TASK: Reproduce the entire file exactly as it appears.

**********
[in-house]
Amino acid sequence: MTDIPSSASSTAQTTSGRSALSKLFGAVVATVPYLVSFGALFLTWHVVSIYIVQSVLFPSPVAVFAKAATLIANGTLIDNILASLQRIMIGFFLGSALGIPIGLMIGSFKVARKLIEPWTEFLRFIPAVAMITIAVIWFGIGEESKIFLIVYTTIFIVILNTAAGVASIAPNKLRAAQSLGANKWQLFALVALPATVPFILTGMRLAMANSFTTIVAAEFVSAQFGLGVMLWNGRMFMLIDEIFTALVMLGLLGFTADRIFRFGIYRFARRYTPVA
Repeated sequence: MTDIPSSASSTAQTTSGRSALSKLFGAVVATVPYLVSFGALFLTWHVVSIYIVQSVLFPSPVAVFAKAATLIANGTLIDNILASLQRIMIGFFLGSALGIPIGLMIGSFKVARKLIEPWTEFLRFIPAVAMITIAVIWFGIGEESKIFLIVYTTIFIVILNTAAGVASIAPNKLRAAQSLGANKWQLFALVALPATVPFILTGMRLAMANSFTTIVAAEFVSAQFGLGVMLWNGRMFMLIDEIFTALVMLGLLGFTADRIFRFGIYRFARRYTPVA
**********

[in-house]
Amino acid sequence: MTDIPSSASSTAQTTSGRSALSKLFGAVVATVPYLVSFGALFLTWHVVSIYIVQSVLFPSPVAVFAKAATLIANGTLIDNILASLQRIMIGFFLGSALGIPIGLMIGSFKVARKLIEPWTEFLRFIPAVAMITIAVIWFGIGEESKIFLIVYTTIFIVILNTAAGVASIAPNKLRAAQSLGANKWQLFALVALPATVPFILTGMRLAMANSFTTIVAAEFVSAQFGLGVMLWNGRMFMLIDEIFTALVMLGLLGFTADRIFRFGIYRFARRYTPVA
Repeated sequence: MTDIPSSASSTAQTTSGRSALSKLFGAVVATVPYLVSFGALFLTWHVVSIYIVQSVLFPSPVAVFAKAATLIANGTLIDNILASLQRIMIGFFLGSALGIPIGLMIGSFKVARKLIEPWTEFLRFIPAVAMITIAVIWFGIGEESKIFLIVYTTIFIVILNTAAGVASIAPNKLRAAQSLGANKWQLFALVALPATVPFILTGMRLAMANSFTTIVAAEFVSAQFGLGVMLWNGRMFMLIDEIFTALVMLGLLGFTADRIFRFGIYRFARRYTPVA